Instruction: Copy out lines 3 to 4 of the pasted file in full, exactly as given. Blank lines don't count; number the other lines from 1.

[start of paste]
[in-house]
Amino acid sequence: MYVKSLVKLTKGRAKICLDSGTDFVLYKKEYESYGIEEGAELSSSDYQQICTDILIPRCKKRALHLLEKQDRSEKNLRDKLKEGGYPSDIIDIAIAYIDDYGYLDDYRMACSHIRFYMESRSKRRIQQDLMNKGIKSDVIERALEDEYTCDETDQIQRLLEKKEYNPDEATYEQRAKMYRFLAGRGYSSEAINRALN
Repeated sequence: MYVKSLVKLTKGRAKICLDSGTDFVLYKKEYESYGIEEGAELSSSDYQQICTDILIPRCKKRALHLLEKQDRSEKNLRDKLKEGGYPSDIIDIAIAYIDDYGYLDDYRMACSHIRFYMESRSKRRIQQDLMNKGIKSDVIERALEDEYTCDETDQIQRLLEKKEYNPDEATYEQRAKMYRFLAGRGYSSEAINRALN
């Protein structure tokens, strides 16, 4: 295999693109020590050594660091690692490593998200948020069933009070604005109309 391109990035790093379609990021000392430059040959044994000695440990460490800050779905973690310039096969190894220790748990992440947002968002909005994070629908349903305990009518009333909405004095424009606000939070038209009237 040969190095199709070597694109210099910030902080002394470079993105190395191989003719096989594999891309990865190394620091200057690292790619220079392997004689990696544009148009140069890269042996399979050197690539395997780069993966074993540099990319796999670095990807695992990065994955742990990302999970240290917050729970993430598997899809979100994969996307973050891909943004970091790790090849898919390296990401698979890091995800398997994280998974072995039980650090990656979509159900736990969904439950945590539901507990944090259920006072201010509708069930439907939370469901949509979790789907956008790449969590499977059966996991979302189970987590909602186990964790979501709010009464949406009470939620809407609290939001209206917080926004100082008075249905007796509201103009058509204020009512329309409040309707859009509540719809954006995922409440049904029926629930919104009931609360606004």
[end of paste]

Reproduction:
Repeated sequence: MYVKSLVKLTKGRAKICLDSGTDFVLYKKEYESYGIEEGAELSSSDYQQICTDILIPRCKKRALHLLEKQDRSEKNLRDKLKEGGYPSDIIDIAIAYIDDYGYLDDYRMACSHIRFYMESRSKRRIQQDLMNKGIKSDVIERALEDEYTCDETDQIQRLLEKKEYNPDEATYEQRAKMYRFLAGRGYSSEAINRALN
């Protein structure tokens, strides 16, 4: 295999693109020590050594660091690692490593998200948020069933009070604005109309 391109990035790093379609990021000392430059040959044994000695440990460490800050779905973690310039096969190894220790748990992440947002968002909005994070629908349903305990009518009333909405004095424009606000939070038209009237 040969190095199709070597694109210099910030902080002394470079993105190395191989003719096989594999891309990865190394620091200057690292790619220079392997004689990696544009148009140069890269042996399979050197690539395997780069993966074993540099990319796999670095990807695992990065994955742990990302999970240290917050729970993430598997899809979100994969996307973050891909943004970091790790090849898919390296990401698979890091995800398997994280998974072995039980650090990656979509159900736990969904439950945590539901507990944090259920006072201010509708069930439907939370469901949509979790789907956008790449969590499977059966996991979302189970987590909602186990964790979501709010009464949406009470939620809407609290939001209206917080926004100082008075249905007796509201103009058509204020009512329309409040309707859009509540719809954006995922409440049904029926629930919104009931609360606004």